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Himachal hydro projects on major rivers "cleared" sans local nod, pollution control bodies' role "diluted": Govt told

Surlej
By Our Representative
A top civil society source has revealed that the Cumulative Impact Assessment (CIA) studies of  several big and small hydropower projects for Himachal Pradesh's three major river basins, Sutlej, Chenab and Beas, have either been completed are in the process of completion. However, for most of these, little or no local consultation, as required by law, has been carried out. 
A letter dashed to state environment secretary Manisha Nanda, who also heads the chief minister's office, by civil rights network Himdhara Collective has alleged, these studies have been found to be a mere formality, "as the process of giving environment and forest clearances for hydro projects has been de-linked from the CIA process."
Demanding that until complete studies are carried out there must be a moratorium on further hydro development in the state, the letter, which is based on an in-depth study of environmental assessment of all the rivers, says, there is, as of today, no "local community involvement in river protection".
A 2016 study, "Dried & Dusted: State of the Rivers Report – Himachal Pradesh", it said, "Himachal has the largest hydropower installed capacity in the country." It has "installed 10264 MW worth of projects. It is planning to harness a total 27436 MW out of which 24000 MW of power is harnessable (Govt. of HP, 2015-16) from the five major river basins of the state namely Sutlej, Chenab, Ravi, Beas and Yamuna across a total of 813 large, medium and small projects and micro-hydels."
"In such a scenario the nature of development is bound to impact the state of the rivers. In the next section we examine some of the major developments that have emerged as threats to the health of Himachal's rivers", the study believes.
Basing on the study, the letter -- signed  by representatives from Him Lok Jagriti Manch, Social Uplift Through Rural Action, Himalaya Bachao Samiti, Himalaya Niti Abhiyan, Sutlej Bachao Jiven Bachao Abhiyan Samiti, Himdhara Collective and Himachal Van Adhikar Manch -- calls Beas, Ravi, Sutlej and Lower Stretches of the Yamuna (tributaries) "already critically polluted" and "in the red", adding,  the regulatory authorities are least concerned about fighting pollution.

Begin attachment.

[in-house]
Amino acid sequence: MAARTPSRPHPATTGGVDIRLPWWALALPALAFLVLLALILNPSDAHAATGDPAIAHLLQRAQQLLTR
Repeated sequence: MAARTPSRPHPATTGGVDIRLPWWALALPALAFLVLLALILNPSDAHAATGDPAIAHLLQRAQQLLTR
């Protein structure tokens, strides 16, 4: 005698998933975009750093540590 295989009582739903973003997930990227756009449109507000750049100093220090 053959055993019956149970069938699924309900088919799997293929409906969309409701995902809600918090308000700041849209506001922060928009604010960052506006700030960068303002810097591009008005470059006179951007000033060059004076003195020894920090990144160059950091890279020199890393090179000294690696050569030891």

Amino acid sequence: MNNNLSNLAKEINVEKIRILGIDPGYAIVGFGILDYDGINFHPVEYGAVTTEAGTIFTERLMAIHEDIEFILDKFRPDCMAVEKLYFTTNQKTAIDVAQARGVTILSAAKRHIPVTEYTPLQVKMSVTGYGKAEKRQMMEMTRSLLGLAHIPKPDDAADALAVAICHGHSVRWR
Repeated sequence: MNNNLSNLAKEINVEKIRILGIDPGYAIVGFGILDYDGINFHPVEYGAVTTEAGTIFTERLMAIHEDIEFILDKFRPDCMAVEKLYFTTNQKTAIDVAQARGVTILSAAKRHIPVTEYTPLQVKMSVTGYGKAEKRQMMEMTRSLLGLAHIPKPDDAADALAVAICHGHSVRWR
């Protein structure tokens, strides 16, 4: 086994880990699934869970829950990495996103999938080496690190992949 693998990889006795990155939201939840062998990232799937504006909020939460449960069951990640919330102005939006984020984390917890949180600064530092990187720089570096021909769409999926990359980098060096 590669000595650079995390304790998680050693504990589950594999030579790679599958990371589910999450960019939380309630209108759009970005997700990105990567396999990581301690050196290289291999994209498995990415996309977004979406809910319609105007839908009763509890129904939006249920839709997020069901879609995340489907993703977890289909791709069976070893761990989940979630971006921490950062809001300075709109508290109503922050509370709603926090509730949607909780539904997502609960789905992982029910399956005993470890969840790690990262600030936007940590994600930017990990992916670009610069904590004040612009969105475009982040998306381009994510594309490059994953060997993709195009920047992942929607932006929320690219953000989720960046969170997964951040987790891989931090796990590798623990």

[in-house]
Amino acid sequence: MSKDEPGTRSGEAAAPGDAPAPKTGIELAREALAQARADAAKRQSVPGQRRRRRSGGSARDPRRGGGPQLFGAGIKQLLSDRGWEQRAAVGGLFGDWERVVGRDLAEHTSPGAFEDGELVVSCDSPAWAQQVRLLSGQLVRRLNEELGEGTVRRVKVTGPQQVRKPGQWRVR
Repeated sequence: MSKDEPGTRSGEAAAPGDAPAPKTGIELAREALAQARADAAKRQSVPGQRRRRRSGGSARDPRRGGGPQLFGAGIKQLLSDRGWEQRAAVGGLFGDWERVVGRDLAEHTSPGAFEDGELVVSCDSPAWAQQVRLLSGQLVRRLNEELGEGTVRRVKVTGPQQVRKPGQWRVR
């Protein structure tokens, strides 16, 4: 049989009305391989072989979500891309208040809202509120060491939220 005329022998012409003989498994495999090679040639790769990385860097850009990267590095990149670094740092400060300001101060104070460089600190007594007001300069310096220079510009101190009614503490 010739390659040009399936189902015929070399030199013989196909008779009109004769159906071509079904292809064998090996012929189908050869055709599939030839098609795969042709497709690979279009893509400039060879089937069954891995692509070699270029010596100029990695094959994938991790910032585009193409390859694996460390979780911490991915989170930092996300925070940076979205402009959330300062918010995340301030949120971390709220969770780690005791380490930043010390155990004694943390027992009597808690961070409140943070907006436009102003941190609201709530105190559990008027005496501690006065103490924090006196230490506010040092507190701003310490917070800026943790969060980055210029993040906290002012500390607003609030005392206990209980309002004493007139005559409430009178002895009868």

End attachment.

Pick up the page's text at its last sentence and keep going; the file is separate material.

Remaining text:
According to the letter, the State Pollution Control Board and the Irrigation and Public Health departments' roles have "either been made redundant or they have been working to ensure least hindrance to 'developers'." It adds, things wouldn't change for the better unless the "dilutions" made in the amendments in the Hydropower Policy of 2006 made in 2014 and 16, are withdrawn.
The amendments, says the letter, have dilute "the process of No Objection Certificate (NOC) from these departments prior to approval of hydro projects", adding, "The role of these regulatory agencies needs to be strengthened with community involvement in ensuring compliance to existing legislations that protect rivers and riparian rights."
Noting dangers posed by industrial pollution, the letter says, "Special attention needs to be paid to monitoring and regulation of industrial pollution in areas like Baddi, Barotiwala, Nalagarh and Paonta Sahib. Common Effluent Treatment Plants have failed miserably and an effort needs to be made to monitor pollution at the source as well as treat the effluents there."
Industrial pollution is not the only hazard faced by the state's rivers. The letters says, despite the National Green Tribunal and High Court orders, things with regard to sand mining have not change. While following their orders it is Sand mining is is "regulated or even stopped, the revival would take place in a short period of time."
The letter wants tourism and urbanisation as needing "serious policy measures that strengthen the role of regulatory agencies as well as work towards models that are not large and commercial in nature but small scale and community owned and managed." It adds, "Four laning projects and blind road widening are not just damaging forests but also increasing erosion and the siltation on our rivers."
Seeking involvement of local community in protecting forests in order to stop erosion of rivers, the letter says, "The Forest Rights Act (FRA), 2006, if implemented in full spirit, will strengthen community control and ownership over forests around river basins. Unfortunately, the Himachal government has the poorest track record in FRA implementation with the forest bureaucracy impeding rather than facilitating the filing of claims process."

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